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Tips to save your online brand from hacking or embarrassment.

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Every once in a while, we get to take a five minute break from our workdays to marvel at social media catastrophes that happen to really, really big players. Last week, it was Burger King and HMV’s turn to be ridiculed online. Burger King’s Twitter feed got hacked, entertaining Internet users everywhere (they now have 60K new followers as a result); HMV had a disgruntled ex-employee spew resentment all over their Twitter feed, outing one of their top execs for asking to “shut this Twitter thing down”.

Hopefully, you aren’t firing your employees in a way that makes them this angry. But the Burger King situation can happen to anyone. Security will always be flawed, so how can you protect your business’ social media and online accounts?

Here are our Top 10 tips to help your business be more secure online.

1. Be smart about passwords.

Everyone laughed online about Burger King having “cheese” or “whooper” as their password. This is probably not true, but it reminds us to use a combination of letters, numbers, and symbols in any social media password and don’t be afraid to change them often.

2. Pay attention to the control you delegate to employees and interns.

This is especially true if an employee responsible for posting online stops working for you. If you ended on not-so-great terms, you are inviting disaster. Password change must be immediate.

3. Maintain internal control.

You need a senior-level management strategy for password admininstration, so that someone can swiftly shut it down ASAP if needed. You need top-level control and understanding of damage control, in order to avoid what happened over at HMV last month.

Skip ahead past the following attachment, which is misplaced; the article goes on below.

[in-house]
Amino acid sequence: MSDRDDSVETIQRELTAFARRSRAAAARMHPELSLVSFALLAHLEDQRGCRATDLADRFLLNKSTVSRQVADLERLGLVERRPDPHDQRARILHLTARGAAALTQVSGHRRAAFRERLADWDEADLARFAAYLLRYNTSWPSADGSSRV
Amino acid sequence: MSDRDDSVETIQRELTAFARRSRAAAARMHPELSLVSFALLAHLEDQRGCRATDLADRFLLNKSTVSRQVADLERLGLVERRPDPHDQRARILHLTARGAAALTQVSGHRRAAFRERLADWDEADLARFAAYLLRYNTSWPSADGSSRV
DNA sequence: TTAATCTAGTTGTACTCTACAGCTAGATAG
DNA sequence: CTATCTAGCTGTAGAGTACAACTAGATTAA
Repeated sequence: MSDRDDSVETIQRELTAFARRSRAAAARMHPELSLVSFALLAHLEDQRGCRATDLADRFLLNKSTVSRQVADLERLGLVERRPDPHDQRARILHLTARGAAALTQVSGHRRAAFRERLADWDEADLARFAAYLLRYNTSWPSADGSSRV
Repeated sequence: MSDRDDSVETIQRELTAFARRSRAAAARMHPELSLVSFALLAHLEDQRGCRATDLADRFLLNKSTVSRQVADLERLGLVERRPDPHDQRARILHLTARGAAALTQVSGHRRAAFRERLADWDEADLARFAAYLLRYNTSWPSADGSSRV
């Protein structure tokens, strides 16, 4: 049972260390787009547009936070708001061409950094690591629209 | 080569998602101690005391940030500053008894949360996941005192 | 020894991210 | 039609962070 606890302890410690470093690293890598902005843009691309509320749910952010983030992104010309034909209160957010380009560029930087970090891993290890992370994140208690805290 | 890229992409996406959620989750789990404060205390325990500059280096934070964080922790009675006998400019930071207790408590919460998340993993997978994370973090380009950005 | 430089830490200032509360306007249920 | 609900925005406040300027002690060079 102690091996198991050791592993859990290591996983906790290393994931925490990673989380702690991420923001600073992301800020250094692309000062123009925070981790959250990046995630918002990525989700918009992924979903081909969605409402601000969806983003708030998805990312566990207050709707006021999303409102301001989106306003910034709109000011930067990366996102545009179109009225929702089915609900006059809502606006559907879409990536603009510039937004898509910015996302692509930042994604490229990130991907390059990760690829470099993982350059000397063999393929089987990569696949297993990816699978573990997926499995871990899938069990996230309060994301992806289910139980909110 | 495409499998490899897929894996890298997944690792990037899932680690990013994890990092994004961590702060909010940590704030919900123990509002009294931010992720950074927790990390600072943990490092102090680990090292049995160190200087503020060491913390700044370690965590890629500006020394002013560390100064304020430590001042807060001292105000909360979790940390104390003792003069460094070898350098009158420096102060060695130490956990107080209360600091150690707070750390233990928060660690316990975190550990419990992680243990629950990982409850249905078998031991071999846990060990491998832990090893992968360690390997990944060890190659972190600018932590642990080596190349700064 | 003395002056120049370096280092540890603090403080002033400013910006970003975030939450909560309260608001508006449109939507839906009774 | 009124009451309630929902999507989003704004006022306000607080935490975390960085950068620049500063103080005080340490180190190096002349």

4. Have a domain acquisition strategy for your business.

Get the .ca, .com, .net so others do not, including any obvious misspellings. If your business is big enough, do something with similar account names and domains so that someone else doesn’t. Get on Facebook and Twitter and get the name you want. In many cases, you are probably too late.

5. Don’t give third party apps permission unless it’s important for your business or is somehow relevant.

Hootsuite is a relevant app for our business, and they are highly secure (so far!). Other apps, like online games etc, are not relevant and can pose security problems.

6. Scan for viruses on a regular basis.

One of the easiest ways for hackers to get into your system is through viruses or malware. Regularly scanning your computer and network for suspicious activity will help.

7. Make sure you are on the right website.

Sounds basic and obvious, but be careful. Pay attention to the spelling. Make sure you are not “logging” onto www.twittre.com. Before you put in your password, check to make sure you’re at the right site.

8. Don’t just click on links, especially “shortened” links.

Links can download malicious software on your computer. The problem is that on many social media platforms, links are shortened to ensure they fit. Beware of shortened links, especially from accounts you don’t know well. You might not realize they’re bad until it’s too late.

9. Review security measures.

Review your strategy and safety measures routinely, and with the appropriate folks (IT department, HR department, marketing, etc). Not everyone needs to know, but figure out who does and share with them.

10. Make sure you are watching and listening to what is going on.

If you do not check your social media accounts often, you might have been hacked and not know it until damage is done. Be on top of things early and often.

Although no security system is impenetrable, there are a few steps you can take to make your social media and online presence more secure. We try to do it ourselves. Are you taking steps to protect yourself online?

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